The savings ratio spells out what fraction of your income goes directly into savings. The term savings here is used in a general sense, and should include all funds you are planning to hold on to or grow for the long term:
- Savings accounts
- Retirement accounts
- Long term individual investment accounts
A good rule of thumb is to save 15% of your pretax income for long term/retirement savings.
6. Debt to asset ratio
Annual debt repayments/total assets
Your debt to asset ratio shows you how much debt you have compared to how much you have in assets. In general, the lower your debt to asset ratio, the better. However, most of us incur debt in some form, such as through a mortgage, student loans, or auto loans. In general, keeping your debt to less than 40% of your total assets is best. At a 40% debt to asset ratio, it means that for every 40 cents of debt, you have 60 cents worth of assets.
7. Debt to income ratio
Annual debt repayments/gross income
Similar to the debt to asset ratio is the debt to income ratio. However, instead of comparing your level of debt to your total assets, you compare it to just your salary. A healthy debt to income ratio is 35% or below. At a 35% debt to income ratio, it means that for every 35 cents of debt, you have 65 cents of income.
Having a higher debt to income ratio could indicate that you are over leveraged. It also means that if you were to seek a loan, you may be charged a higher interest rate or denied outright.
8. Solvency ratio
Net worth/total assets
The solvency ratio helps you determine if you could pay off all existing debts by selling off or cashing in all of your assets. Remember that net worth equals your assets minus your liabilities. Note that this solvency ratio accounts for all of your assets, both liquid and fixed.
In general, we take on debt to acquire assets that will be of greater value than the debt itself. For example, you take on a mortgage with the intention that the home’s value will be greater than the cost of your debt. So, the higher your solvency ratio, the better. It means that the value of your assets is greater than any corresponding liabilities.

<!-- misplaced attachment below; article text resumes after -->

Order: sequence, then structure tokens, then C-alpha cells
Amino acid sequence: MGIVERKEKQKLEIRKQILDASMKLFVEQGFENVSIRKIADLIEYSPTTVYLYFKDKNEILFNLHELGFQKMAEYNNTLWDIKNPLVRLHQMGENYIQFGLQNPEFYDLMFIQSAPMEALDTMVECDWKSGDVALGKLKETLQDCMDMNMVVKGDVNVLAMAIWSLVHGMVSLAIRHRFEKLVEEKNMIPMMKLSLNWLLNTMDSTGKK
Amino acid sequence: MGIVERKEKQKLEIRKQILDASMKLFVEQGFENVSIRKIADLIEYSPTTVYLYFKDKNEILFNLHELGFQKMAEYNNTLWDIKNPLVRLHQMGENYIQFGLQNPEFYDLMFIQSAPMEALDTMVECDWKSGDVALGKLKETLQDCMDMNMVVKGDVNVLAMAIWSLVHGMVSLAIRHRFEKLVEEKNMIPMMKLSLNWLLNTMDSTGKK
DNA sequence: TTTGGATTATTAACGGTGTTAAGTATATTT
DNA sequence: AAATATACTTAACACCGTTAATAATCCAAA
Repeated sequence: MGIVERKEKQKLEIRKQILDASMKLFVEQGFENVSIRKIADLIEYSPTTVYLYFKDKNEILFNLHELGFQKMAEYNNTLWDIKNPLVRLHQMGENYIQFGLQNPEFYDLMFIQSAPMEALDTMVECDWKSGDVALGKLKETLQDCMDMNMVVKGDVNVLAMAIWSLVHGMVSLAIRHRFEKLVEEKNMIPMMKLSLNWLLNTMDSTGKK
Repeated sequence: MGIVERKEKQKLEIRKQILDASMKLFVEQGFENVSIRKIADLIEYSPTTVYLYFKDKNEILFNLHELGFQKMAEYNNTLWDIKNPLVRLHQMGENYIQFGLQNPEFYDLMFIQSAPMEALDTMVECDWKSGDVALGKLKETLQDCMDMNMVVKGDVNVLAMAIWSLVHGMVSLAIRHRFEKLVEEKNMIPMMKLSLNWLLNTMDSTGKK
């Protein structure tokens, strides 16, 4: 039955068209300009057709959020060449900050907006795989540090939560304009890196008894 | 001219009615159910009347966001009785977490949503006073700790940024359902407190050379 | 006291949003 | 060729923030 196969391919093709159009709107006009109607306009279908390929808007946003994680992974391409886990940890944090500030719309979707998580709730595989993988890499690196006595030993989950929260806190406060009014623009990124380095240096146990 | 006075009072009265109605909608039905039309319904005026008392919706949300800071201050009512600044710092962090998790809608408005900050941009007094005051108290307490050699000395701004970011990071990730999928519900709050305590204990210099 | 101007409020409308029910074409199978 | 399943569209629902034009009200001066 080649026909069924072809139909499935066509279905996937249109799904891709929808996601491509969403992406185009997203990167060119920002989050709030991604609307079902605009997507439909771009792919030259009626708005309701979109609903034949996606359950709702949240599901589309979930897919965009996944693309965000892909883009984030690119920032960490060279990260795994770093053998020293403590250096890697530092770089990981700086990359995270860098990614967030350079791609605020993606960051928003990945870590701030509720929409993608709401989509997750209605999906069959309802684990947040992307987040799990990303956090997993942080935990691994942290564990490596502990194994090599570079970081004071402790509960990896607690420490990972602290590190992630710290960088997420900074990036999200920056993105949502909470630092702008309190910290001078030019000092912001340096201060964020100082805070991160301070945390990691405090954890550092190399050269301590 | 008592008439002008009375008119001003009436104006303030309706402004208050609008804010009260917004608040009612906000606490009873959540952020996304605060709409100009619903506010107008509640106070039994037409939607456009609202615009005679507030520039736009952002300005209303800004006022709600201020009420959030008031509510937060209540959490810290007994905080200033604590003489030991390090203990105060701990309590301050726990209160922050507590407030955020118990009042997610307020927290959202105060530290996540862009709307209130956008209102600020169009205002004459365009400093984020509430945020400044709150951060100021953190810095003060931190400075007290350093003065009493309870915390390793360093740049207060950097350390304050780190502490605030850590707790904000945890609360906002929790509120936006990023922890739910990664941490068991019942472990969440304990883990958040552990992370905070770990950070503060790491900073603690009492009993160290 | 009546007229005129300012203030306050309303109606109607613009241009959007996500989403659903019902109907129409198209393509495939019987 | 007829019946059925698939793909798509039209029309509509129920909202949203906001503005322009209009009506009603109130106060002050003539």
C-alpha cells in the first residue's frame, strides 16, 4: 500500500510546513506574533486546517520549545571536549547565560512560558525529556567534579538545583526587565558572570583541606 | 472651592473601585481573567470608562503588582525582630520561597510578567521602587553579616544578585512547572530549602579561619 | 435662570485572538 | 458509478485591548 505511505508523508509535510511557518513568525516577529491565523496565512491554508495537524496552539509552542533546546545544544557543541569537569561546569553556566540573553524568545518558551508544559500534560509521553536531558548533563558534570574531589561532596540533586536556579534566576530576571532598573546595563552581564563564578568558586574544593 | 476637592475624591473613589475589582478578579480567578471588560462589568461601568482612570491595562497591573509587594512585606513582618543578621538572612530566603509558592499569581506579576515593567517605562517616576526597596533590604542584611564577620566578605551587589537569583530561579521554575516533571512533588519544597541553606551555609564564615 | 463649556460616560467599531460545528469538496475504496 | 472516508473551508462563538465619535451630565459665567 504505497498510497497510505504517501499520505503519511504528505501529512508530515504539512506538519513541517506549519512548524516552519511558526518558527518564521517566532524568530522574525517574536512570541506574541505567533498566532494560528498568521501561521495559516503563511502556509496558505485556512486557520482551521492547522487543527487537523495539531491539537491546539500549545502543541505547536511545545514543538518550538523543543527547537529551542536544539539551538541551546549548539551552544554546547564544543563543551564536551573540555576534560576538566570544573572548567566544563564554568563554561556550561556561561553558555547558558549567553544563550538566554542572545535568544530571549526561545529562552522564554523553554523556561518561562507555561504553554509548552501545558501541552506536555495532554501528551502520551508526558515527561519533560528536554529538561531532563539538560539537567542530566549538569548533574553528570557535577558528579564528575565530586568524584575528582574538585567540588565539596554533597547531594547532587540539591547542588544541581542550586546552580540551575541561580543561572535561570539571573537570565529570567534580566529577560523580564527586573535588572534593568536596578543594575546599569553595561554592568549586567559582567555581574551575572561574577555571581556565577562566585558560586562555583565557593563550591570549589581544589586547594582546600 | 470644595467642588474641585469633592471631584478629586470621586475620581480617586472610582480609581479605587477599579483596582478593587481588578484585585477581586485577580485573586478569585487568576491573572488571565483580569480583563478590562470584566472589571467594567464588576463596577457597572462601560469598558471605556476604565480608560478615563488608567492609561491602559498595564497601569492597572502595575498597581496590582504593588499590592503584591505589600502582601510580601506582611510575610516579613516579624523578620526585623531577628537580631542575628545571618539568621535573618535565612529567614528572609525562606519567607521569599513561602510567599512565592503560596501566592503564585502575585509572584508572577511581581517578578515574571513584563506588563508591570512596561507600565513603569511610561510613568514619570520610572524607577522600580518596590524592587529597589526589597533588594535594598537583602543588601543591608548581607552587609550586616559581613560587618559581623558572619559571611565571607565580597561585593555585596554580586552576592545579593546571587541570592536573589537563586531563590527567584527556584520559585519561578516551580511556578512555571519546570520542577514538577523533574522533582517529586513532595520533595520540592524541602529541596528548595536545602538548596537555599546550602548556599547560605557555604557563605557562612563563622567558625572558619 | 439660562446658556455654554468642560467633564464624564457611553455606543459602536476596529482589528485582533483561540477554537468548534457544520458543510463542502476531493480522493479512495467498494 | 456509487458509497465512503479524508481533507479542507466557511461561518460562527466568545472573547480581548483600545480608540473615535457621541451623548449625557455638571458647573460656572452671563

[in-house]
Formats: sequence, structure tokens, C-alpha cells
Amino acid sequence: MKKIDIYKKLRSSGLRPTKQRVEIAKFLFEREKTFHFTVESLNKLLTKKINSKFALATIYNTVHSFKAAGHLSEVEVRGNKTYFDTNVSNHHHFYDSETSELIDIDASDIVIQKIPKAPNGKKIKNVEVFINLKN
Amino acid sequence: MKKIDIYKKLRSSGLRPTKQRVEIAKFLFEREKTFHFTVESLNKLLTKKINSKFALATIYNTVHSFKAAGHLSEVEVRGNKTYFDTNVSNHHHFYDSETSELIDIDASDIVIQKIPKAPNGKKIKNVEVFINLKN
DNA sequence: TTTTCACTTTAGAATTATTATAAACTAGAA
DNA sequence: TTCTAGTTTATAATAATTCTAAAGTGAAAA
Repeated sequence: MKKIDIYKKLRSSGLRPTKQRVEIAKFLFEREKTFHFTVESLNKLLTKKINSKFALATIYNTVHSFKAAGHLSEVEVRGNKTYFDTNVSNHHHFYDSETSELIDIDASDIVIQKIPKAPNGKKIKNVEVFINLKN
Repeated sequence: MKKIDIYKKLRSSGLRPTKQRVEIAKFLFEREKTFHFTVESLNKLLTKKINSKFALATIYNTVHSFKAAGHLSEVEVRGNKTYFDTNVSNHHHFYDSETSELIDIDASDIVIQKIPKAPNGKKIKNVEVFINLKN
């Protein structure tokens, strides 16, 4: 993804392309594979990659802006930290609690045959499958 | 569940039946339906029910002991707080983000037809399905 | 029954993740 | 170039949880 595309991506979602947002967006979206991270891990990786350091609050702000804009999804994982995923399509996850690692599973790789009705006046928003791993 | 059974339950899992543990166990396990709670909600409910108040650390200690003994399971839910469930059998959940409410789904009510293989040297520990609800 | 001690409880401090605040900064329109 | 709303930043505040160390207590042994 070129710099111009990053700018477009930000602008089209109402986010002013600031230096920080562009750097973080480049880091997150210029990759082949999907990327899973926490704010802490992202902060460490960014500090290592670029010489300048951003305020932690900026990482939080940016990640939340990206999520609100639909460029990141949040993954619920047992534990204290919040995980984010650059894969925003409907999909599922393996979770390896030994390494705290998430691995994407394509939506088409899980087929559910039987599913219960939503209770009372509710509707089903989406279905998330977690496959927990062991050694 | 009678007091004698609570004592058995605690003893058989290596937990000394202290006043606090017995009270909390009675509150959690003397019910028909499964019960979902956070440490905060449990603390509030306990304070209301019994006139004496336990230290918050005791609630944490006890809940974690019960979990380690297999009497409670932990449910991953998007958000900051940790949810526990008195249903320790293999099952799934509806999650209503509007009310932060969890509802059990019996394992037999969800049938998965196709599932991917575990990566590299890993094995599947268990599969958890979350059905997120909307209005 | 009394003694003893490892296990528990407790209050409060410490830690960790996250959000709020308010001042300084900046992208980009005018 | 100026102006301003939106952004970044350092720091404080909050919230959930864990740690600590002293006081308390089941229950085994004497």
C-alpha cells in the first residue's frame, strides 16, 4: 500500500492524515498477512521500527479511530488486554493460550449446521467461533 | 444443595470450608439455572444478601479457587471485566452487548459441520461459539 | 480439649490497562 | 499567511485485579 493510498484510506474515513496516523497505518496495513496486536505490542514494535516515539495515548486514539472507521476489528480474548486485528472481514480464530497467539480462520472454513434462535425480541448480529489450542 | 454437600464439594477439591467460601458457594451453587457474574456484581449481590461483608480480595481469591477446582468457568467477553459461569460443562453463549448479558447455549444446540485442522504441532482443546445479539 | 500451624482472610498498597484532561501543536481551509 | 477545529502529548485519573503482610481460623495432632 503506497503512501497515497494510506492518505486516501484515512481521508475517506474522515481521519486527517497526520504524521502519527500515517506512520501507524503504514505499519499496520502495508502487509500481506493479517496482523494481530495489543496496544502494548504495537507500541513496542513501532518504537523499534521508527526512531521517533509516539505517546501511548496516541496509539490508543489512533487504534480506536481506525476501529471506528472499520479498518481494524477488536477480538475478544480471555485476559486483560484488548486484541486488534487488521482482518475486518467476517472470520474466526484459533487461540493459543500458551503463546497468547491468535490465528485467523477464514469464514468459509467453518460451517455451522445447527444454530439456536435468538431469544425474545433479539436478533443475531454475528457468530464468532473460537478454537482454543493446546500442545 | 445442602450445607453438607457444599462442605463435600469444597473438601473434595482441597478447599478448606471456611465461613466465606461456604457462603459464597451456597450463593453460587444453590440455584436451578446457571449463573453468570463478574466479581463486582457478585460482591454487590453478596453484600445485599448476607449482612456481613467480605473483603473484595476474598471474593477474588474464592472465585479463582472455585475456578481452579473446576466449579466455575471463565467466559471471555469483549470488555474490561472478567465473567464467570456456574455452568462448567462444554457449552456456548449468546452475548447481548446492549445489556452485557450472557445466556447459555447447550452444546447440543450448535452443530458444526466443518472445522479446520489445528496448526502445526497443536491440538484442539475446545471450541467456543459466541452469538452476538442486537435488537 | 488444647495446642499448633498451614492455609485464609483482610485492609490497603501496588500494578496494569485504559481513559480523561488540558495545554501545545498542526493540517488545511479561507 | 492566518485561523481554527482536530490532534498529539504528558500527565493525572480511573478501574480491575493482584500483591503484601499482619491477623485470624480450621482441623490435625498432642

9. Debt servicing ratio
Monthly housing costs/gross monthly income
The debt servicing ratio is sometimes referred to as the housing expense ratio. This ratio calculates what your monthly housing costs are in relation to your gross (pretax) monthly income. It’s also what lenders will look at to determine how capable you are of paying your mortgage and associated housing costs. As a good rule of thumb, it’s best to keep your debt servicing ratio at 28% or less.
10. Investment allocation ratio
120 – age = % or your portfolio allocated to stocks
The investment allocation ratio helps you determine how much of your retirement investment portfolio should be allocated to stocks vs bonds at a given age. It follows the logic that when you’re young (and have time in your favor) you can invest more aggressively in stocks with the ability to withstand higher levels of risk. But as you age and have less time to recoup any potential losses from more risky investments, you should allocate more of your portfolio to bonds.
Thus, the investment allocation ratio is calculated by taking 120 minus your age, and that equals the percentage of your portfolio that should be allocated to stocks.
Investment allocation ratio examples
For example, if you’re 30 years old, you would take: 120-30 = 90. Thus 90% of your portfolio should be allocated to stocks and the remaining 10% would be allocated to bonds.
In contrast, let’s say you’re 55 years old. Then you would take 120-55=65. Thus 65% of your portfolio should be allocated to stocks and the remaining 35% would be allocated to bonds.
However, it’s important to remember that this ratio is a good benchmark to reference, but shouldn’t be taken as gospel. It serves as a good rule of thumb to help you allocate your portfolio. But, you’ll also want to consider your individual goals, risk tolerance, and diversification.
The bottom line
Keep in mind that all of these personal finance ratios are tools to help you assess your overall financial health, manage your money, and help you achieve your goals. But these tools can’t make any decisions for you. It’s up to you to use the data they provide in the context of your specific situation.
Having a higher debt to asset ratio isn’t always a bad thing if you’re taking out a loan to invest in your future. Having a lower net worth than what you calculated with your targeted net worth is no reason to despair. Take all of these ratios with a grain of salt and use them to the extent that will help you achieve your goals.